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Detecting Lung Cancer with a Low-Dose CT Scan

posted on WED, NOV 2 2016 by Center for Diagnostic Imaging

The deadliest cancer for both men and women is lung cancer. While many people have the perception that lung cancer is a smoker’s disease, 1 in 5 women who have never smoked and 1 in 13 men who have never smoked will get lung cancer. Cindy Broder of SSM Health, a CDI partner, is on the front lines of this deadly disease and sees these statistics play out on a daily basis as a Thoracic Nurse Navigator.

“Only 16 percent of lung cancers are found in the early stage, when it’s most treatable,” Cindy explains. “That’s a really important fact because there are no signs or symptoms of lung cancer and when you do start developing signs of lung cancer, like a cough or coughing up blood, it’s more advanced.” This is why lung cancer screening is critical – more patients have the chance to have cancer diagnosed at a treatable stage.


A Personal Guide Through Lung Cancer

As a Thoracic Nurse Navigator, Cindy’s main focus is to follow a patient from diagnosis through treatment. She’s there to answer patients’ questions about their scans, treatment and who they should be going to next. And she’s always ready with more information about the diagnosis. It’s the type of support that is invaluable to a patient coping with this deadly type cancer.

“Whenever you get a cancer diagnosis, that’s scary and you need to have a support person – somebody to be there and hold your hand," says Cindy. "That’s really important. My goal is to help people find lung cancer earlier so we can get a better cure rate”.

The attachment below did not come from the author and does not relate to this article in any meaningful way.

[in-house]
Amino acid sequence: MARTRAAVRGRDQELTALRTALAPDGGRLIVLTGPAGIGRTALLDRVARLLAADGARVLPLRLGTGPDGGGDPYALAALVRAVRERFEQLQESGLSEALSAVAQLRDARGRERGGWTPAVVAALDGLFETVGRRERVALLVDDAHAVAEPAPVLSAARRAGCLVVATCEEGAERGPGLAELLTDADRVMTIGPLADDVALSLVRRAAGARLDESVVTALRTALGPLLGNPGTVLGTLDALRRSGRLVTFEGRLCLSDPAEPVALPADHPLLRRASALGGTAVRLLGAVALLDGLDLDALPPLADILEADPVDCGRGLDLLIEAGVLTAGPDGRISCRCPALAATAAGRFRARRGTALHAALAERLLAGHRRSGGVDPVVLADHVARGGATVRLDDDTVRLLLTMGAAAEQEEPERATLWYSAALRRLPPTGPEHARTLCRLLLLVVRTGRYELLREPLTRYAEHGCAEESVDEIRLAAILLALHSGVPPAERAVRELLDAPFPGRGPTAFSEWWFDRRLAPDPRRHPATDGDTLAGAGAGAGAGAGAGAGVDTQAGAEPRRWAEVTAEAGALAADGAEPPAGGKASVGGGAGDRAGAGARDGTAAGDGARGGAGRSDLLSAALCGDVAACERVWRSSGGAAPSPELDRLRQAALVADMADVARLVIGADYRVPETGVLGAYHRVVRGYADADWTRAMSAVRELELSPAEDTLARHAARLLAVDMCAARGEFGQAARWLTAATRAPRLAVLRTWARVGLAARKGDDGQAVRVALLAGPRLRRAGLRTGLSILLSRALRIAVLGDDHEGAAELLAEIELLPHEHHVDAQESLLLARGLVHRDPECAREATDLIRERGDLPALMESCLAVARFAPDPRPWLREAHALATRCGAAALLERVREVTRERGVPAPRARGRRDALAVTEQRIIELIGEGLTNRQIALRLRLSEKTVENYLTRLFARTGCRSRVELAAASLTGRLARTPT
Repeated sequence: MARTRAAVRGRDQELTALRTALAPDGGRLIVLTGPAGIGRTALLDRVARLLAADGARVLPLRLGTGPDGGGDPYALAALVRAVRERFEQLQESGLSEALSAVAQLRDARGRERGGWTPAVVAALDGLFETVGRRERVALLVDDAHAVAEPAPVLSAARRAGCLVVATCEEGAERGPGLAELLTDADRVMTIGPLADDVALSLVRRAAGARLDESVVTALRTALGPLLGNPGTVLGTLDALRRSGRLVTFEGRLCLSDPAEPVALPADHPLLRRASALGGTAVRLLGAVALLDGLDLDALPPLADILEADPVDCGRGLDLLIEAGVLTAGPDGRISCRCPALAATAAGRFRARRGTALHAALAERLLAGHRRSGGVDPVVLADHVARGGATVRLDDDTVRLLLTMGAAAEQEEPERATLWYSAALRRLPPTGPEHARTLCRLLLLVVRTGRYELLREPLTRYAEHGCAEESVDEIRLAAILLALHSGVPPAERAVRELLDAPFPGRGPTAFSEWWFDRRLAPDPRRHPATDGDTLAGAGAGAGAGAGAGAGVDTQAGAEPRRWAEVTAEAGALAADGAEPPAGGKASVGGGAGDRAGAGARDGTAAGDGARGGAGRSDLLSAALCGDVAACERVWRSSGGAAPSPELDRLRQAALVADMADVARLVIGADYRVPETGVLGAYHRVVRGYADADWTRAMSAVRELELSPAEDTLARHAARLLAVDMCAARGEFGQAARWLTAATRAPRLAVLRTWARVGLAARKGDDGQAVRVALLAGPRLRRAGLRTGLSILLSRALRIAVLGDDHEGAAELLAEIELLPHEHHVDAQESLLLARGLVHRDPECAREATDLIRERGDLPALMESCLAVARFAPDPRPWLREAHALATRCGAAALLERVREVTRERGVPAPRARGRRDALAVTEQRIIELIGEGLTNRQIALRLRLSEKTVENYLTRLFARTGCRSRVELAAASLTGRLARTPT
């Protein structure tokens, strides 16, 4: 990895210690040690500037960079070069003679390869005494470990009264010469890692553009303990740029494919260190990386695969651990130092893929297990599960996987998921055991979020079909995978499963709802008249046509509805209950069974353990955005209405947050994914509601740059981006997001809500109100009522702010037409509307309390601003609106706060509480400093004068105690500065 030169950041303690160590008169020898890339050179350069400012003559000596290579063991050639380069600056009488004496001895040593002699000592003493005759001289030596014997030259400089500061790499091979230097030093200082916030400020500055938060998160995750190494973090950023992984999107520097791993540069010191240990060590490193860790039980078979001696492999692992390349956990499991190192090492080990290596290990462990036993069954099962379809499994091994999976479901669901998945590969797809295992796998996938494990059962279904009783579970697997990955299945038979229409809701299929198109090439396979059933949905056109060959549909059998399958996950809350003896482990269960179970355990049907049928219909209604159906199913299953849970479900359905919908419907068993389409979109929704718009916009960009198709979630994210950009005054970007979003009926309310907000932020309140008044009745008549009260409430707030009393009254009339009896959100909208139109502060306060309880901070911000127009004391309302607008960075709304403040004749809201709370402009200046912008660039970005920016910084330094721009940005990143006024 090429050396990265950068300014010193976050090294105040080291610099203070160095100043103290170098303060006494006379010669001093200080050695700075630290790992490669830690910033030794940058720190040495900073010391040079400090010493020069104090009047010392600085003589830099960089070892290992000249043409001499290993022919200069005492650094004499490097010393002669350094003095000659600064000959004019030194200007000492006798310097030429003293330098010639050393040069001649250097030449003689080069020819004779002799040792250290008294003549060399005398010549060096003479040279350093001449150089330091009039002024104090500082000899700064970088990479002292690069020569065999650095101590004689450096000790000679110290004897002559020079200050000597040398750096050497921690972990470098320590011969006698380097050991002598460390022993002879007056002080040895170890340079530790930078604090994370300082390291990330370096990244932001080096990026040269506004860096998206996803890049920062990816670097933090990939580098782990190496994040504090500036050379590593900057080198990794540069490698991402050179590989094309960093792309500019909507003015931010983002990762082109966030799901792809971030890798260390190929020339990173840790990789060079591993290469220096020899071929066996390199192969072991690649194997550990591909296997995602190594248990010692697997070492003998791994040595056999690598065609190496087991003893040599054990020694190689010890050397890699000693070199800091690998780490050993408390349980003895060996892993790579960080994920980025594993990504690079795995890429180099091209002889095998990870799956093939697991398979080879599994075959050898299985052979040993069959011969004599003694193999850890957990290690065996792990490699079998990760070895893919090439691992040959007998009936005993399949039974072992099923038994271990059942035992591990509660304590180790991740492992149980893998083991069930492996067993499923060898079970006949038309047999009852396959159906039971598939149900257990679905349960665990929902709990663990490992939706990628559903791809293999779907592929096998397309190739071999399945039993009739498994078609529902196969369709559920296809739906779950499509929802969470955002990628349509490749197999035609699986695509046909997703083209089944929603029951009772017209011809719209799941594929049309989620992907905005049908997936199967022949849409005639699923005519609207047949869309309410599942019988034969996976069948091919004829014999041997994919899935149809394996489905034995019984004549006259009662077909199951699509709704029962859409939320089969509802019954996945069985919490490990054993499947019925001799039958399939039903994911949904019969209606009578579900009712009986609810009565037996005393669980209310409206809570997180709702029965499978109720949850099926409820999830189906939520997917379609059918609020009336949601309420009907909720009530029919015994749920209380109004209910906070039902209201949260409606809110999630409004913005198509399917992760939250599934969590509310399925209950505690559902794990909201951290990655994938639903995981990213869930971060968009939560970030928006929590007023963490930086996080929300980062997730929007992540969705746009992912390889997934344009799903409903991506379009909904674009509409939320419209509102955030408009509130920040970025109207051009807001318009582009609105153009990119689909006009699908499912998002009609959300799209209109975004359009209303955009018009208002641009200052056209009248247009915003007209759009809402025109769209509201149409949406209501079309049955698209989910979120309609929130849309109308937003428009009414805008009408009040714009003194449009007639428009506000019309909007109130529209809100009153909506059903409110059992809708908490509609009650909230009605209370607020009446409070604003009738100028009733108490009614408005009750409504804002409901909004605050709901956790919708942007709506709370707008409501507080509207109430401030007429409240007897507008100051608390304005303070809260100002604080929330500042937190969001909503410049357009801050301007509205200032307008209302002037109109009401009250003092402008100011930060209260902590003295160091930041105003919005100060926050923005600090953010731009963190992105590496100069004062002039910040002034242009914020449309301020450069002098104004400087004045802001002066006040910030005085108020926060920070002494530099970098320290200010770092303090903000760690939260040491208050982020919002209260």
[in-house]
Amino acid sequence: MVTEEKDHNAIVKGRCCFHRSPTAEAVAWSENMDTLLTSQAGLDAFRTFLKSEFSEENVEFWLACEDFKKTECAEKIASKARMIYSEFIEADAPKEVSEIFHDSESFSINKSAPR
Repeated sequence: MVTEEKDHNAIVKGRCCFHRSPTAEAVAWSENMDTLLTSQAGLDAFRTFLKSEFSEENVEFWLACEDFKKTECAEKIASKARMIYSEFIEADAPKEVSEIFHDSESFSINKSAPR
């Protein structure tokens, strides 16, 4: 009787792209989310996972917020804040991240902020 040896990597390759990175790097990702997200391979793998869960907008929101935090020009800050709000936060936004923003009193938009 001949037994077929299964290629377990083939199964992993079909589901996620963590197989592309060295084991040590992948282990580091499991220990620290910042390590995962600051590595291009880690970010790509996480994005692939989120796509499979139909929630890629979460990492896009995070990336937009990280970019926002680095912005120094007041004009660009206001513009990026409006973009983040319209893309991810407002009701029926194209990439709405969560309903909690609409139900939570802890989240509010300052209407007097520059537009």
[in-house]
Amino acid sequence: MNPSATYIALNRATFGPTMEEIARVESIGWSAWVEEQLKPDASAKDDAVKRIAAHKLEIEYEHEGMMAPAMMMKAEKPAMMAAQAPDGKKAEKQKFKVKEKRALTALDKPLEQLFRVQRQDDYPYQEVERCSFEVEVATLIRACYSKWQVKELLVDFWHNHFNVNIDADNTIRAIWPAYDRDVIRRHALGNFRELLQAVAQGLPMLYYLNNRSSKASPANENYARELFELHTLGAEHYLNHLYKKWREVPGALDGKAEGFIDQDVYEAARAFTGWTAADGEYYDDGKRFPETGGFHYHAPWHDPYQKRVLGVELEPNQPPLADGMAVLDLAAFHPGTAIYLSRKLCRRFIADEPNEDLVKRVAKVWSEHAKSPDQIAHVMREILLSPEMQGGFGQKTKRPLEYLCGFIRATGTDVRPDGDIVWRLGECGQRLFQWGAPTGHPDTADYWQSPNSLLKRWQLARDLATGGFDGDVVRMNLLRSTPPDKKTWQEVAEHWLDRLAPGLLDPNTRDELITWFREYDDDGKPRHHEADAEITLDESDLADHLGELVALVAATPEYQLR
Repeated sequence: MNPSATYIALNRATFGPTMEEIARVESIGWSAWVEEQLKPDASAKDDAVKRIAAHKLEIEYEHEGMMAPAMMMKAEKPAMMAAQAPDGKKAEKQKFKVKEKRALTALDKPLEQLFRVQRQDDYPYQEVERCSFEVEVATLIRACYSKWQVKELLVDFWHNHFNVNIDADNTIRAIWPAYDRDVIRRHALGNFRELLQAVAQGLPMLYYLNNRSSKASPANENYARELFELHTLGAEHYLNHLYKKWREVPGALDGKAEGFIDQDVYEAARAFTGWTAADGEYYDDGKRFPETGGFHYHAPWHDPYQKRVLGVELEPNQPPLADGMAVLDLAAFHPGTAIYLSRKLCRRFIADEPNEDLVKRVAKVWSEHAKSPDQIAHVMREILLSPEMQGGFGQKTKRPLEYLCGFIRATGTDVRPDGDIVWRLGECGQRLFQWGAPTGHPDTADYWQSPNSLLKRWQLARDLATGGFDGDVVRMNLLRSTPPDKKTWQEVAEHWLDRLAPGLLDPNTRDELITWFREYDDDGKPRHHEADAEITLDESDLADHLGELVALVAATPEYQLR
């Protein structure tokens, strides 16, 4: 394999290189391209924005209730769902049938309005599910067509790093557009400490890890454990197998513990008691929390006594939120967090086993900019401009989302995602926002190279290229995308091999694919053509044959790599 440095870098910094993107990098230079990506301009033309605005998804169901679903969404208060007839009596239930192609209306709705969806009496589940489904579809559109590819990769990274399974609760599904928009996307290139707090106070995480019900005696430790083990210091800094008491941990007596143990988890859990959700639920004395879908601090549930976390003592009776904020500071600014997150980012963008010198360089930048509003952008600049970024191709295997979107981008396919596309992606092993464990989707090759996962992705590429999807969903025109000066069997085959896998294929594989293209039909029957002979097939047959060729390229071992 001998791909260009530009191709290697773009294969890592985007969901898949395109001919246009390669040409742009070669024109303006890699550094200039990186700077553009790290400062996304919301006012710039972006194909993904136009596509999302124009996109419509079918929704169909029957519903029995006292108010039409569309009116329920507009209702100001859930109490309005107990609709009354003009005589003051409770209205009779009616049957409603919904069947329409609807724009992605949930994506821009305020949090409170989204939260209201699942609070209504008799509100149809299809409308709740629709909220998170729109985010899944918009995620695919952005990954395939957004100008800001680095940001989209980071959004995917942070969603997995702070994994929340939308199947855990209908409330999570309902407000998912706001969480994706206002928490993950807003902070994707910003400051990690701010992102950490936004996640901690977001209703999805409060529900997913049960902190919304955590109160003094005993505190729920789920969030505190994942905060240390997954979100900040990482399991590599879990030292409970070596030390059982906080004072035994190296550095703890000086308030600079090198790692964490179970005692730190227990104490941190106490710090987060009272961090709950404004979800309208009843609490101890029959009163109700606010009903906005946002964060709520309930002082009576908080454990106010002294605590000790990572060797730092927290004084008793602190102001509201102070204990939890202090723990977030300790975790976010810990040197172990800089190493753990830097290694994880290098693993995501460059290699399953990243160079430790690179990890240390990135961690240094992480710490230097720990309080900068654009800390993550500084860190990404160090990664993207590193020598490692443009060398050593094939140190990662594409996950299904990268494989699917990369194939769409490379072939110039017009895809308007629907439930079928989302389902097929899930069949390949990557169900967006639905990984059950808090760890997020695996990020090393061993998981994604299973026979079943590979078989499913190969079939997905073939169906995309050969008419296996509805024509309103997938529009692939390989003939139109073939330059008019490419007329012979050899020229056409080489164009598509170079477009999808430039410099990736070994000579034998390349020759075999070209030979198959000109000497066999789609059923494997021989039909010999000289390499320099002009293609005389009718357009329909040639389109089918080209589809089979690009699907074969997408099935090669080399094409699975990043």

Many people think 1.) What they don’t know won’t hurt them and 2.) You can’t get lung cancer if you’ve never smoked. Neither are true. But Cindy says those false beliefs are why lung cancer screening should be part of your yearly discussion with your physician, along with prostate and breast cancer screening.


Getting Screened for Lung Cancer

The lung cancer screening is a quick and painless exam. Dr. Megan Gau, a Diagnostic Radiologist at CDI, says to image your lungs, they use a low-dose CT protocol. “We really focus on looking at masses in the lung,” Dr. Gau explains. “Sometimes we see little things that are too small to biopsy but we’re able to see on the CT and we follow along very closely to see if they would develop into anything or if it’s just a natural benign process in the lung.” If your doctor can identify those nodules in your lung early and then track changes, you’re more likely to detect lung cancer at an early and more treatable stage.

For many years, radiologists and physicians have relied on chest x-rays, which are a global low-resolution view of the chest. But by using CT to image your lungs, the scan will split up the chest into hundreds of slices. That allows the radiologist to get a more detailed look into your lungs. Radiologists not only find small cancers that are treatable, but sometimes they see those nodules that are too small to biopsy. By following those closely with future scans, they will be able to see if it develops into something cancerous or if it’s a natural benign process in the lung.



Who Should Get CT Lung Imaging?

If you are a smoker or an ex-smoker who smoked two packs of cigarettes per day for 15 years, a CT lung cancer screening should be part of your yearly cancer screening protocol. The goal is to find cancer when it’s small and treatable and the only way to do this is to get the screening exam. To find out if lung cancer screening is right for you, take this assessment. And to find out more about what the exam is like, watch this video:





About Dr. Gau:
Megan M. Gau, M.D. is a board certified diagnostic radiologist with Ernst Radiology Group serving SSM Imaging in Missouri. Dr. Gau has been an active member of the DePaul Medical staff since 2006. Read her full bio here




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